12th to 19th of September 2017 - The Guadiana River
|Crew :||Andy and Helen|
|Destinations :||Alcoutim, Puerto de la Laja, Pomarão and Guadiana down river.|
|Distance :||24 miles|
We left the marina at 1040 to head over the fuel pontoon in Portugal, on the other side of the river, for some diesel. Once done, we decided to anchor just below the bridge and await low water. As it was we would have made it under the bridge at any state of the tide and it would have been better to have gone under a couple of hours after low water to get the flood up river as it continues to ebb for 2 hours after low water at the bridge, so we were fighting the tide on the way up river. Andy used the sextent to check the height whilst we were waiting at anchor. It gave a pretty good estimate of the height which he checked with the golf range finder as we went under. Personally I didn't want to look!
|GUADIANA INTERNATIONAL BRIDGE|
We had a long motor up river. It was a complete change from anywhere we have been so far. More like some of our favourite rivers in the UK. (Apart from the heat and semi-desert surroundings) It was quiet and the river was more or less free from boats apart from the odd ferry and trip boat. There were a few small settlements with pontoons and boats on moorings, but these were few and far between. The river was buoyed all the way to Alcoutim, so we didn't have to concentrate too hard on our depth sounder. Because the river is on the border we flew both courtesy flags back to back so the Spanish one could be seen from Portugal and the Portuguese one from Spain. We arrived at the villages of San Lùcar de Guadiana (Spain) and Alcoutim (Portugal) at around 1800 and found somewhere to anchor covenant for both villages. There was a quite a strong tide and when it slackened at low and high water, if there was any wind, the boats tended to swing around a bit aimlessly until the tide settled down. This was fine given the amount of space, but I imagine it could get a bit hairy at busy times.
Our anchorage was perfect for both Pasteis da Nata and Tapas. However we didn't find tapas as San Lùcar as we weren't inclined to hang around with the unfriendly liveaboards that seemed to dominate the pontoons. We did managed to walk up to the castle twice, until we were told we could only leave our tender on the pontoons for a couple of hours to shop or for a coffee. We had also put our tender in the wrong place and locked it, which was apparently the wrong thing to do. This didn't feel very friendly so we left quickly with a smile. It has to be said that these people weren't Spanish, but foreign liveaboards.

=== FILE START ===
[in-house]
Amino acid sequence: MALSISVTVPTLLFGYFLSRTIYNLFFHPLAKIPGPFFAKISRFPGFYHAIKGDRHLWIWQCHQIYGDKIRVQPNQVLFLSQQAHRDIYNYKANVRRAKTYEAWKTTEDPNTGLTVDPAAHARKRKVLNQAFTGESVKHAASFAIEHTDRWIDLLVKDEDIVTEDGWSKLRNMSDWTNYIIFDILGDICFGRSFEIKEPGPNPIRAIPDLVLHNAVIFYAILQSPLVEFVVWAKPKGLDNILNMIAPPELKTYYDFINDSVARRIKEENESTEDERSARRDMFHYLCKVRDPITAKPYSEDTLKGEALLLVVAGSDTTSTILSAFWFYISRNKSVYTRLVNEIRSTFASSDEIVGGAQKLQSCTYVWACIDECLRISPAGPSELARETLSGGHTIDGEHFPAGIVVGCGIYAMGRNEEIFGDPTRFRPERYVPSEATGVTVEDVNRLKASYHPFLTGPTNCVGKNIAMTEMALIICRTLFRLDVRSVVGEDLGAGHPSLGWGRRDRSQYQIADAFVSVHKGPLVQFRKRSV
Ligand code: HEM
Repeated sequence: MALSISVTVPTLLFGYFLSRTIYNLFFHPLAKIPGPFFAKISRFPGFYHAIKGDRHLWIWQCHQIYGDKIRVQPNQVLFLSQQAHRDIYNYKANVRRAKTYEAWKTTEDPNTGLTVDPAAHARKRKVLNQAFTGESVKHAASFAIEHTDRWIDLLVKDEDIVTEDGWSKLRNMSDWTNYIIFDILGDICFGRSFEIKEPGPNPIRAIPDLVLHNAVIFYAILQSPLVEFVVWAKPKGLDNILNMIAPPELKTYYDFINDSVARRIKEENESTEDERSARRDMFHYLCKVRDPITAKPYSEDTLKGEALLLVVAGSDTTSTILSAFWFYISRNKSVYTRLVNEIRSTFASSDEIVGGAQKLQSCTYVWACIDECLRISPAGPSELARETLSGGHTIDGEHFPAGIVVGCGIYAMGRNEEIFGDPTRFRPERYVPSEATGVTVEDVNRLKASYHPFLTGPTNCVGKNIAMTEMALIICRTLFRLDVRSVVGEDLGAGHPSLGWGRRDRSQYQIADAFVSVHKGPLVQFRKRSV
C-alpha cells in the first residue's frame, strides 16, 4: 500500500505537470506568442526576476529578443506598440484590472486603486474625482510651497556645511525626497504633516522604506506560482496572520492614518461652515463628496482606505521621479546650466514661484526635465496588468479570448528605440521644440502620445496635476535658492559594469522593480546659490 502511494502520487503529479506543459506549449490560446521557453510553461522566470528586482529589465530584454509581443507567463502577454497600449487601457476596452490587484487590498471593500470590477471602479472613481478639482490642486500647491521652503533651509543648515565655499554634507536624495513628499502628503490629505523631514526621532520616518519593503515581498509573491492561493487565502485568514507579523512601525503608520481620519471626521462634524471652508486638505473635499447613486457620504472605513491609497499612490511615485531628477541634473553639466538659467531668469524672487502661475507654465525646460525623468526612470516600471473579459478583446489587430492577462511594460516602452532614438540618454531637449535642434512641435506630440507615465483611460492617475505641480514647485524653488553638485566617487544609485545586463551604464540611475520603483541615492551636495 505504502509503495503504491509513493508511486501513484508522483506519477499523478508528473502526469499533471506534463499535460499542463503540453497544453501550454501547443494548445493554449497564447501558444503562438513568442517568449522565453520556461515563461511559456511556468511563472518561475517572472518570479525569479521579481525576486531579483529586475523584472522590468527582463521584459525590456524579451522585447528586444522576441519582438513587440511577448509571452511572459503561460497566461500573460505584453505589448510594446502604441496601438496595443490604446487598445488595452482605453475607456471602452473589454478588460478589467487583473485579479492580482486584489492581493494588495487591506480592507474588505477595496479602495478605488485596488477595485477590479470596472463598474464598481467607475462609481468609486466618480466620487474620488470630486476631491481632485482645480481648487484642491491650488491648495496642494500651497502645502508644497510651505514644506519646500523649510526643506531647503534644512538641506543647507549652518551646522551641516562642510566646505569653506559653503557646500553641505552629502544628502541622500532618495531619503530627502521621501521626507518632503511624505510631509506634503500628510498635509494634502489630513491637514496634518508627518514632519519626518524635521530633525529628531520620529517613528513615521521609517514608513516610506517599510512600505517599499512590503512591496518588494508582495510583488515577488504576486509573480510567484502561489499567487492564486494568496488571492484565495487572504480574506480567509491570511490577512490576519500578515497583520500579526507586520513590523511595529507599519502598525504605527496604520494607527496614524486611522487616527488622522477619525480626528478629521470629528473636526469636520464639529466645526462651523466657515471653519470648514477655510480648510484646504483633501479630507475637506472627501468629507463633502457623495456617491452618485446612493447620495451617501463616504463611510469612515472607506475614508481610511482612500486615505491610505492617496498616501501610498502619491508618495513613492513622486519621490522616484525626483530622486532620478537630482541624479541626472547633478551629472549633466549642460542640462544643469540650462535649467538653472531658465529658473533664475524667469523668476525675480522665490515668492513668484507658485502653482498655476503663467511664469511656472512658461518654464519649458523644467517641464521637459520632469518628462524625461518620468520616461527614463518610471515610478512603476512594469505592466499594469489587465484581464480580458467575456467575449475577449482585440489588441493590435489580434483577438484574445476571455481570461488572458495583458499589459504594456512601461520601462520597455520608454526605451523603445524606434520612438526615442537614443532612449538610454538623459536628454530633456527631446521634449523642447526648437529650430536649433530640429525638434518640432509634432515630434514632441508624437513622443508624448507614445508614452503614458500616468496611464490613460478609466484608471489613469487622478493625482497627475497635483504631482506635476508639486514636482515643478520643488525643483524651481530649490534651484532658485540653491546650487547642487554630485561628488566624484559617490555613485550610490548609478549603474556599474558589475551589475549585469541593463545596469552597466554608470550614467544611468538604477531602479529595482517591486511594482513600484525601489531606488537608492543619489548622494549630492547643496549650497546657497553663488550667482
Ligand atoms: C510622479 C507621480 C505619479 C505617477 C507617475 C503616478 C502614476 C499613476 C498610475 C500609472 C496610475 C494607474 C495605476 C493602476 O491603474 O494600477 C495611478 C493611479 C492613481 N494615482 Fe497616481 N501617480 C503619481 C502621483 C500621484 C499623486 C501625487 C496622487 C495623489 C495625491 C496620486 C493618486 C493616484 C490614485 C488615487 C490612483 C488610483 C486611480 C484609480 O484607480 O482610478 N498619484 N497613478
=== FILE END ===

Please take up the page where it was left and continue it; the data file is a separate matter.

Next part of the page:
|SAN LÙCAR (SPAIN) FROM CASTEL VELHO (PORTUGAL)|
There were also two castles in Alcoutim, one of which had a museum and was in the village, the other was much older and further away, but we checked out both and had some good views over the village and surrounding countryside. Alcoutim had a couple of nice cafes and seemed like a friendly place. It also had visits from the ferry so was busier than San Lùcar.
After a few days we decided to head up river for a some tranquility. We found it. There were large stretches of river free from boats and perfect for anchoring. There was a bit of flotsam coming up and down with the tide, mainly bamboo, but the occasional branch. It was quiet with just one or two boats coming by during the day. We had initially intended going up as far as Pomarào where there is a dam and a cafe. However, after about an hour, Andy saw some power cables across the river that weren't charted (at the same time as two Bonelli eagles soared up into the sky).They looked easily high enough, but the thoughts of the consequences to the local area and our boat made us especially cautious. We turned round and anchored back around the corner. Unfortunately the eagles went in the other direction.
After an incredibly quiet night with no light pollution and lots of stars (for the first time since leaving Ireland we were on our own), we got into the tender with our golf range finder and headed up to the electricity cables. They turned out to be more than 60 metres above us, 3 times the height of our main mast. Still it pays to be cautious! The eagles were also still around, so we returned to Speedwell and weighed anchor to go up river to Pomarào. There was plenty of depth until just below the bridge when it got down to 0m under the keel and we came to a stop. This was a fairly gradual stop and as it was a rising tide we were immediately able to turn around and find deeper water. After having a look at the river past the village, where there was plenty of depth again, we decided we wanted a more peaceful anchorage and could make our own coffee so headed back down a few hundred metres and anchored in the hope that the eagles may return. Three seemed to be a lot more flotsam in the river here and we quickly collected a raft on our anchor. We managed to clear it, but overnight it soon collected again, along with a large dead fish
|ANDY CHECKING THE CABLES|
|POMERÃO AND FLOTSAM|
Once we had cleared the flotsam we weighed anchor and headed down river. We were able to sail for much of the way, albeit quite slowly. We then anchored about 4 miles from the bridge ready to set off under the bridge the following morning.
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